Contrast that with business leaders. They are motivated by profits, maximizing the gap between revenue and costs. To increase revenues, they must please vast numbers of persons with new or improved products. They also enhance profits by reducing costs, raising productivity so they can do more with less. They reward subordinates who further these goals with bonuses, stock options, etc.
Continue reading Why University Presidents Are Clueless About the Real World
The Chronicle of Higher Education‘s recently released annual survey of the salaries of university presidents provides empirical support for the proposition that higher education today appears to be less about achieving lofty goals like disseminating knowledge, building character, promoting virtue and expanding the frontiers of what humans can do than it is about something far more mundane: keeping the members of the academy happy and well fed.
I believe strongly that free markets work remarkably well and that includes the market for labor. The reason LeBron James, Oprah Winfrey and CEOs of highly profitable top corporations (including for-profit universities) are exceedingly well paid (many millions of dollars annually) is that their contribution to their employers is huge and can usually be pretty well measured–so markets dictate that they are paid, roughly, what they contribute to output at the margin. The Cleveland Cavaliers sank as a basketball power when Mr. James moved to Miami, and with that the revenue stream generated by Mr. James’s talents fell as well.
Traditional higher education, however, is a different matter. Markets are not truly “free” (indeed, they are rather expensive!) Gordon Gee, the president of Ohio State, cost that institution over $1.8 million in compensation last year (double the next highest paid public university president). But did that school have a good year because of President Gee? Who knows? Are students learning more? Is Ohio State broadening our horizons of human potentialities more than in the past? Is President Gee worth roughly three times the salary of his predecessor? Is he well over twice as productive as the long-time president of the school’s arch athletic rival, Mary Sue Coleman of the University of Michigan? Again, who knows?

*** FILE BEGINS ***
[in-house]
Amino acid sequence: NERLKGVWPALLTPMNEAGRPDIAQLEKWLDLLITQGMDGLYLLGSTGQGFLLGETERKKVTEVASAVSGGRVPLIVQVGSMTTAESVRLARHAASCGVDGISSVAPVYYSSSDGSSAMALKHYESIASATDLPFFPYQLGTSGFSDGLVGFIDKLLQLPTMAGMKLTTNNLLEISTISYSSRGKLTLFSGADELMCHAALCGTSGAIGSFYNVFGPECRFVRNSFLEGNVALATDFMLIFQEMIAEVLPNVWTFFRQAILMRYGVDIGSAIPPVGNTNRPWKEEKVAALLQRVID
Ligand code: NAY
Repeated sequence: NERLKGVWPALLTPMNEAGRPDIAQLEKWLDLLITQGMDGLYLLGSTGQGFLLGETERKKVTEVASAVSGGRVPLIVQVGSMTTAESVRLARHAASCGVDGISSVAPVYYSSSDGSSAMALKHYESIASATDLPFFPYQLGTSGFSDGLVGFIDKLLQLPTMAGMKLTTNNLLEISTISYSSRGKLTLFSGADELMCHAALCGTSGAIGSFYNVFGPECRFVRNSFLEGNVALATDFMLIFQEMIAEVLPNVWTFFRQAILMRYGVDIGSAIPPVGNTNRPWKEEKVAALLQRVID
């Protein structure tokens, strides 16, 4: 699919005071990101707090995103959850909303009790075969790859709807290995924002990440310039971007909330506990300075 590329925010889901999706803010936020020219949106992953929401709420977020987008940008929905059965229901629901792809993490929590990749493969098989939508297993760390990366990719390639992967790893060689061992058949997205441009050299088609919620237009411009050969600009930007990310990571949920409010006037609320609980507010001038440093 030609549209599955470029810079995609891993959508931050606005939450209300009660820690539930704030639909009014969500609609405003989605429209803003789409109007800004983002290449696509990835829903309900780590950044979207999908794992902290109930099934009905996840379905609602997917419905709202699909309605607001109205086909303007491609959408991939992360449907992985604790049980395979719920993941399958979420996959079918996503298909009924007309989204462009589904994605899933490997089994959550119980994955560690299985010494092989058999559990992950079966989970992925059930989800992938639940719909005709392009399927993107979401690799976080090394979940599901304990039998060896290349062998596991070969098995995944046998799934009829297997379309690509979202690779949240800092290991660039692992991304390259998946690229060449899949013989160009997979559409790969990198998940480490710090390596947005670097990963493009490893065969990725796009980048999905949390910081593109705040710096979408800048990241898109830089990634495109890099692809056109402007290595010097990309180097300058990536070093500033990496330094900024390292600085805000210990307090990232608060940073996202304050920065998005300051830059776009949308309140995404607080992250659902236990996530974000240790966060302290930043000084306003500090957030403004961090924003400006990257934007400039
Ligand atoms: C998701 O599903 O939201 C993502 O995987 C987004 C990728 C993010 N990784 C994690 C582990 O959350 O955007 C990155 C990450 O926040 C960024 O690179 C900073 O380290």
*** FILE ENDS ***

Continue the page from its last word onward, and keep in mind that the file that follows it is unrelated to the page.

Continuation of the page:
Continue reading College Presidents–Do They Make Too Much Money?
Has something finally changed in the sexual politics of academia? For more than a generation the verities of feminist theory and female interests have dominated administration policy, including who gets accepted to college and who graduates.
Anyone who has taken part in academic life for the last thirty years is well aware of the organizational power of women’s studies departments. That power has yielded a tacit veto on initiatives they feel are neither philosophically nor practically in sync with their views. Efforts to study the behavior of men have tended to be smoothly integrated into “men’s studies” which can be harshly but fairly described as a wholly-owned subsidiary of the established women’s industry. For a common example, a review of the current course offerings of the University of Toronto reveals some 40 courses explicitly focused on women and their activities. There are two concerned with men specializing in homosexual and transgendered men.